The lights’ body is actually built to take any light modifier that has a Profoto speed ring attachment (see the photo above). So if you already own some Profoto equipment (as you might do if you’re thinking about a light that costs a bit less than €1000) you can use those right away. Also, you could just spend the €10 and get an adaptor speed ring. It doesn’t have an umbrella mount, though, which is a bummer for me as a photographer but probably not a deal breaker for the video guys out there. I’ve been told that this is because the throw on a Fresnel lens isn’t wide enough to fill the umbrella at that distance.
Actually using it
Using the Practilite is really simple – you plug it in, turn it on and it just starts putting out light. Mind you, as a continuous light it’s nowhere near as powerful as a flash would be, so be prepared to raise your ISO by several stops from the base level, if you’re shooting stills. Then again, this is a great opportunity to use that f/1.4 to get that creamy bokeh on a perfectly lit scene.
I had the opportunity to use the lights on two actual working gigs. The first was a creative, steampunk-inspired shoot in an old factory building where the Practilites were used as fill and key lights to augment the ambient light situation. The second one was an on-location product shoot for Charmed By Aprons, an Estonian startup that makes vintage-chique aprons for the discerning ladies out there. Check their stuff out here: www.charmedbyaprons.com
For the steampunk shoot we were shooting indoors and the ambient light was coming from windows facing north, so to balance the colour temperature I tuned the Practilite 602 to around 5200 K at first. Later, for the closeups I went for the warmer temps, to make the skin look more healthy and pleasing. It’s really nice to be able to do that without having to mess with gels and whatnot. You could easily two-tone a lighting setup with the Practilite, with separate tones for the object and the background.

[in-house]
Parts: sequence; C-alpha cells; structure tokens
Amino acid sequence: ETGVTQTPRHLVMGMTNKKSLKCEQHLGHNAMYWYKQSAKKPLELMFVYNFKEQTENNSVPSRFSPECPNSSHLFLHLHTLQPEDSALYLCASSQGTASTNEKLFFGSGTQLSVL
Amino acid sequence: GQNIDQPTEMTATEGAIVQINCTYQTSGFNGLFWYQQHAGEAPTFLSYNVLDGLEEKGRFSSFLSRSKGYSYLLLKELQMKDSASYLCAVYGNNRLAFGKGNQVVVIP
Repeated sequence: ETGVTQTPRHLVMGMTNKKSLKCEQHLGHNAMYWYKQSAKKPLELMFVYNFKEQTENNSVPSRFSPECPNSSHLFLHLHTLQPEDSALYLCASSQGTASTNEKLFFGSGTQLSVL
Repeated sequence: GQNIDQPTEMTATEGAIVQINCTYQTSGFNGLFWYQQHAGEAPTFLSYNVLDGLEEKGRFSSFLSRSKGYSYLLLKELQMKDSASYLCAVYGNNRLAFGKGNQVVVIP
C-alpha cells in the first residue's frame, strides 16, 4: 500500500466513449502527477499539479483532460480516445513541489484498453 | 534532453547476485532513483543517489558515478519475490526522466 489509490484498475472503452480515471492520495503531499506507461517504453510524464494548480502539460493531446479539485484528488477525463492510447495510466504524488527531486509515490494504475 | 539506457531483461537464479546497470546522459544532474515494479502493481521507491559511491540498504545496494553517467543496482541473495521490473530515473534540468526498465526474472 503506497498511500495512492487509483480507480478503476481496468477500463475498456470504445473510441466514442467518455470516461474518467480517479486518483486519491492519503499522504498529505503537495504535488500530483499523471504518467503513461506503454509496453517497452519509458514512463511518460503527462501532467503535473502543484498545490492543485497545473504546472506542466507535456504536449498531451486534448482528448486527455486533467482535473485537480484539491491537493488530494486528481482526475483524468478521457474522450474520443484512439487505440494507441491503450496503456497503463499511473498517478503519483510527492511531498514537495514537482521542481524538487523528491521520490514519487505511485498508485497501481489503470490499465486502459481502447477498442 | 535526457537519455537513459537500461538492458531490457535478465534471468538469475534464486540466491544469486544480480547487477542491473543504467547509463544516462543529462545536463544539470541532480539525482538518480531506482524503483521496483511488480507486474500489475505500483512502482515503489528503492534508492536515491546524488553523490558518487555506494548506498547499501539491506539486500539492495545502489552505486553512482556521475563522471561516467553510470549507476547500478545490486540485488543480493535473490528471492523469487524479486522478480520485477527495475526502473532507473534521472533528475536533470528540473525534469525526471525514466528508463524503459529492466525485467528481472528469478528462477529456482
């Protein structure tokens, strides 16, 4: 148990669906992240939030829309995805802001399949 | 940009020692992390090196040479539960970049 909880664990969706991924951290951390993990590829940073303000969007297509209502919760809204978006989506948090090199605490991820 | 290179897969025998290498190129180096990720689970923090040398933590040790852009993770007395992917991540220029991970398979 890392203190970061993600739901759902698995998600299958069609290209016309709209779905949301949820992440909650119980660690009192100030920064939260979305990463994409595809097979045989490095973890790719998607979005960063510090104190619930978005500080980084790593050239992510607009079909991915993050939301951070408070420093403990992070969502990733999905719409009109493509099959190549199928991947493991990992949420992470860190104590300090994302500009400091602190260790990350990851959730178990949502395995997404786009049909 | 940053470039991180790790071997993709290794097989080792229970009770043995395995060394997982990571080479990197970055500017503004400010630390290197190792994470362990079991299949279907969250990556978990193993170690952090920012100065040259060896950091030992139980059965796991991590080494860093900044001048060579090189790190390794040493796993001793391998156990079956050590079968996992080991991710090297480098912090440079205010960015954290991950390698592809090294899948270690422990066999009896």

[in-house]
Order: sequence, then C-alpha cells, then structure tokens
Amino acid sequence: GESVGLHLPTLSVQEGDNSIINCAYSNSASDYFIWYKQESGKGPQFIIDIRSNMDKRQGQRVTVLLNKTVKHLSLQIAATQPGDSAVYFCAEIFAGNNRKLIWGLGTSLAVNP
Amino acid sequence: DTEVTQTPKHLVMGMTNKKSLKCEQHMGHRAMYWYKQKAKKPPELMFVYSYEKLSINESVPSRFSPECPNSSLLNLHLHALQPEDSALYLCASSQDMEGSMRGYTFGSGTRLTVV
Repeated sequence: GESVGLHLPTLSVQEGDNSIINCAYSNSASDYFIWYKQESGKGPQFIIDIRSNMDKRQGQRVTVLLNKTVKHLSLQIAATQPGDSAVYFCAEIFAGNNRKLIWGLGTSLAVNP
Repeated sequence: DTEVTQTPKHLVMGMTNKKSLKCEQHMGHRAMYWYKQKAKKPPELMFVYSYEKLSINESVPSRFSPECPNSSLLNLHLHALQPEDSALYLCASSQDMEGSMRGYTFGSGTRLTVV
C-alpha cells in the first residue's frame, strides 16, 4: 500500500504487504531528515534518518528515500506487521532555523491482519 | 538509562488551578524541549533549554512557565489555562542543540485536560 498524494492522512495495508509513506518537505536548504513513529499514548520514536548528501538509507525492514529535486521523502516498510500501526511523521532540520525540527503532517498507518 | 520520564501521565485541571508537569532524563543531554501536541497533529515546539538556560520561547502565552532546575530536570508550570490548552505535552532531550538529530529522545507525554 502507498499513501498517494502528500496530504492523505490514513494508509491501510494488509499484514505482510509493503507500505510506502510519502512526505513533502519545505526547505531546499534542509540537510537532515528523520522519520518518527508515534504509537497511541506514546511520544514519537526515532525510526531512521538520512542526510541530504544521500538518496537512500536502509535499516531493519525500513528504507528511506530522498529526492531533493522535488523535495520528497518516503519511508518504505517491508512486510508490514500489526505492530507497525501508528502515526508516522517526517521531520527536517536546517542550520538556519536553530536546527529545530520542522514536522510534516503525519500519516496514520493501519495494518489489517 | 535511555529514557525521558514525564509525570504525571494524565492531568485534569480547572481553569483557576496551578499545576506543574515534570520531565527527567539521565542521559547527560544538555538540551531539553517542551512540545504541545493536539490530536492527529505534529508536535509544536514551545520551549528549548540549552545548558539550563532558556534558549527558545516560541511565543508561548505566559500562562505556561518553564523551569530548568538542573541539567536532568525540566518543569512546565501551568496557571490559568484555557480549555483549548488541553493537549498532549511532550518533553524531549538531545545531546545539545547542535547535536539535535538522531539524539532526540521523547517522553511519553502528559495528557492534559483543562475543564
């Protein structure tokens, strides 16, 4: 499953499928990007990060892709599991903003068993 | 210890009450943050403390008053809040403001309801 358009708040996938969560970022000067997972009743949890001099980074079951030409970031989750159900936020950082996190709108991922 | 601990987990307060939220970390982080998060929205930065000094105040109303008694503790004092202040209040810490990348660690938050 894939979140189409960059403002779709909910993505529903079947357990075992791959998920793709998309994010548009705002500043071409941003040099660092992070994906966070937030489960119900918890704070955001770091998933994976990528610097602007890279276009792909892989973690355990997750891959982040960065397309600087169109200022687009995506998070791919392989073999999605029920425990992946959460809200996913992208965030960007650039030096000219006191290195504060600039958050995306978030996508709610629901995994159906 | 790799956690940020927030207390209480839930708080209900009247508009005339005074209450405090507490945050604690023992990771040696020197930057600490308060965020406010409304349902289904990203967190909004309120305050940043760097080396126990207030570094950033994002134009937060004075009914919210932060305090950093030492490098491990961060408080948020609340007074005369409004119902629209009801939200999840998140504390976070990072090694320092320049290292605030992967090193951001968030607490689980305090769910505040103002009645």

I used a Practilite shot through an umbrella as key with the windows providing fill and another 602 for providing a nice detail and rim light. The third light stayed in the case for this shoot. Having no umbrella holder on the Practilite itself called for a workaround but it’s actually no problem getting an umbrella adaptor for your light stand and putting the Practilite 602 on top of it. I just had one crucial knob missing from mine 🙂
The product shoot
Whereas with the fantasy shoot, I used the Practilites basically to change the quality of the existing light, the product shoot was a tougher nut to crack. We would be shooting in the evening, inside a small dimly lit cupcake café so the little lights would have to do all the heavy lifting.
To complicate matters further, we had a mix of lighting sources, from incandescent in the ceiling to fluorescent from the cake display. Here’s where the little lights that could really shined – we turned the lights’ colour temperature to 2500 for the shots inside the café and tuned them when necessary, moving around the room. Because the point was to emulate the light that was already there, I bounced some of the light off the ceiling, to bring the ambient light up and used one of them to shape the light a bit, to give the model dimension. A third, hard light was used to enhance detail of the aprons.